Thus. Rather. where only 4 . thereby resurrecting the paradox? (Of course. P (S > c/3) = 0 and P (L > 2c/3) = 0. it is not sufficient to say that P (A = S) = P (A = L) = 1/2 for all a. if the random variables S and L have upper bounds. the upper bounds on the ranges of S and L would be c/3 and 2c/3. for all a. S is a random variable whose range is the possible values of the smaller check. is not true for all a. then we know that P (A = S|A = a1 ) = 0 6= 1/2 and P (A = L|A = a1 ) = 1 6= 1/2. 2c/3]. If we find in Envelope A an amount a1 ∈ (c/3. on the total amount of money available to be put into the envelopes. Can S range from 0 to ∞? What if we suppose that the probability dis- tributions governing S and L are unbounded? Might it then be possible that. E(B) = 5a/4. That is. resolving the paradox (when we assume an upper bound on the amount of money that can be put in the envelopes). such a scenario is impossible in reality. where A is a random variable representing the amount of money in the en- velope we have chosen. it cannot be true that P (A = S|A = a) = P (A = L|A = a) = 1/2 for all a. c. for P (A = S|A = a) = P (A = L|A = a) = 1/2 for all a if we assume that there is an upper bound. respectively. consider that. P (A = S|A = a) = P (A = L|A = a) = 1/2. however. $a/2. To summarize this prose with a formula. and L is a random variable whose range is the possible values of the larger check [4]. When the ranges of S and L have upper bounds It is impossible. it must be true that P (A = S|A = a) = P (A = L|A = a) = 1/2 for all a. Thus. for E(B) to equal 5a/4 for all a.after we acquire relevant information that would allow us to determine more accurately the probability that Envelope B contains $2a vs. E(B) = P (A = S|A = a) · (2a) + P (A = L|A = a) · (a/2). the initial paradoxical expected value calculation. To see why. in this case. Therefore.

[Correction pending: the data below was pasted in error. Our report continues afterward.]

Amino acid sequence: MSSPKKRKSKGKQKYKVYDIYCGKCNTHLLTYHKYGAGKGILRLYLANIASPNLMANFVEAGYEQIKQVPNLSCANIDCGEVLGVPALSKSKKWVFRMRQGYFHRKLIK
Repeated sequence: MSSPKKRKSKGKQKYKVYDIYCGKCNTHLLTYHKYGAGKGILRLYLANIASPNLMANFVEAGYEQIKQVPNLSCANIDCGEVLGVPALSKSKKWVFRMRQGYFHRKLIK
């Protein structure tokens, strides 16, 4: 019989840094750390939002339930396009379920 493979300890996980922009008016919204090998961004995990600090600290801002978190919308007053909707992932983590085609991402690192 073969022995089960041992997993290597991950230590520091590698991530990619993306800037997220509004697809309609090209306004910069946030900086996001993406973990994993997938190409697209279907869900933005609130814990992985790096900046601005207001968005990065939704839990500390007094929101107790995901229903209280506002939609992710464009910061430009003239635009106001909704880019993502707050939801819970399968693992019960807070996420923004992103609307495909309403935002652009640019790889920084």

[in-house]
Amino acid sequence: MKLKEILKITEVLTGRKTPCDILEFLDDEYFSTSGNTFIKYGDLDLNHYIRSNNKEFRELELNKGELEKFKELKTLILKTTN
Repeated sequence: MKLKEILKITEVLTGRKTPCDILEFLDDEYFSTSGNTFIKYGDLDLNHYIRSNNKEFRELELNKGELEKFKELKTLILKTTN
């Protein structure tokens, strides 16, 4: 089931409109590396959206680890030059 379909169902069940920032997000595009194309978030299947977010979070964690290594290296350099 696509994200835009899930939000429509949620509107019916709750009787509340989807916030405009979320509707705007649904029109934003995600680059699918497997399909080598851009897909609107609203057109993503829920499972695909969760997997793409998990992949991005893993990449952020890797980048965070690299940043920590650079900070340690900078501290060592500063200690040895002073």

a finite amount of money exists. since P (A = S) = 1/2 and P (A = L) = 1/2. Furthermore. (2) Substituting (2) into (1).) Bayes’ Theorem tells us P (A = S|A = a) = P (A = a|A = S) · P (A = S)/P (A = a). Below is Keith Devlin’s proof that P (A = S|A = a) = P (A = S)—our necessary condition for rejuvenating our paradoxical expected value calculation—is true for all a only if the probability distributions governing S and L are uniform on the interval (0. So we must show that P (A = S|A = a) = 1/2 and P (A = L|A = a) = 1/2. ∞) [4]. this is not possible because this scenario would imply that S and L are uniform on the interval (0. no. we can see that P (A = a|A = S) = P (S = a). we must convert E(B) = P (A = S|A = a) · (2a) + P (A = L|A = a) · (a/2) into E(B) = (1/2) · (2a) + (1/2) · (a/2) = 5a/4. ∞) [4]. (1) We are able to apply Bayes’ Theorem in this case because the events A = S and A = L make up a disjoint partition of the sample space of possible ways that Envelope A could be characterized in our game—as either the envelope containing the smaller prize or that containing the larger prize.) The short answer is that. which is impossible [3]. we have P (A = S|A = a) = P (S = a) · P (A = S)/P (A = a). but the case is nonetheless interesting and informative to consider. (A proof that P (A = L|A = a) = P (A = L) implies the same conclusion proceeds in an almost identical fashion and could also be used [4]. (3) 5 . which is equivalent to proving that P (A = S|A = a) = P (A = S) and P (A = L|A = a) = P (A = L). In order for our original expected value calculation to be correct.